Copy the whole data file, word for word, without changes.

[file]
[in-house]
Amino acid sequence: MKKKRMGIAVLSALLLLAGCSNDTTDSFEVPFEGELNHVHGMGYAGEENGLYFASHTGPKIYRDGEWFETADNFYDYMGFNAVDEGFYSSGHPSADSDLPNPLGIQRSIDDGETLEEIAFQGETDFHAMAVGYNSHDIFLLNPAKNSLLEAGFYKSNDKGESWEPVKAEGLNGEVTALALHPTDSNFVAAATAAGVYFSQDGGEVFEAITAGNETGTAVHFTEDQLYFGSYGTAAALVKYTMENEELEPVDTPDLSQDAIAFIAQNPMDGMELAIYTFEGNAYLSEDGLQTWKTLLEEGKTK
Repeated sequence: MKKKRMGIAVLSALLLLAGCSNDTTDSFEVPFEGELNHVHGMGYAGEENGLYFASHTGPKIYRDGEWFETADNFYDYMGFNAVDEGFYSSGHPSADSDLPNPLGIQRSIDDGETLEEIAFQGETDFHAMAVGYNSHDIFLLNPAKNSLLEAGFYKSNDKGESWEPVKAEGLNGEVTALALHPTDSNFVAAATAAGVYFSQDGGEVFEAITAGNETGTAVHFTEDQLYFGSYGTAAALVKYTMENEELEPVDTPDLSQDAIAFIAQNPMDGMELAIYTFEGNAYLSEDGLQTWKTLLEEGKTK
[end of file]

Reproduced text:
[in-house]
Amino acid sequence: MKKKRMGIAVLSALLLLAGCSNDTTDSFEVPFEGELNHVHGMGYAGEENGLYFASHTGPKIYRDGEWFETADNFYDYMGFNAVDEGFYSSGHPSADSDLPNPLGIQRSIDDGETLEEIAFQGETDFHAMAVGYNSHDIFLLNPAKNSLLEAGFYKSNDKGESWEPVKAEGLNGEVTALALHPTDSNFVAAATAAGVYFSQDGGEVFEAITAGNETGTAVHFTEDQLYFGSYGTAAALVKYTMENEELEPVDTPDLSQDAIAFIAQNPMDGMELAIYTFEGNAYLSEDGLQTWKTLLEEGKTK
Repeated sequence: MKKKRMGIAVLSALLLLAGCSNDTTDSFEVPFEGELNHVHGMGYAGEENGLYFASHTGPKIYRDGEWFETADNFYDYMGFNAVDEGFYSSGHPSADSDLPNPLGIQRSIDDGETLEEIAFQGETDFHAMAVGYNSHDIFLLNPAKNSLLEAGFYKSNDKGESWEPVKAEGLNGEVTALALHPTDSNFVAAATAAGVYFSQDGGEVFEAITAGNETGTAVHFTEDQLYFGSYGTAAALVKYTMENEELEPVDTPDLSQDAIAFIAQNPMDGMELAIYTFEGNAYLSEDGLQTWKTLLEEGKTK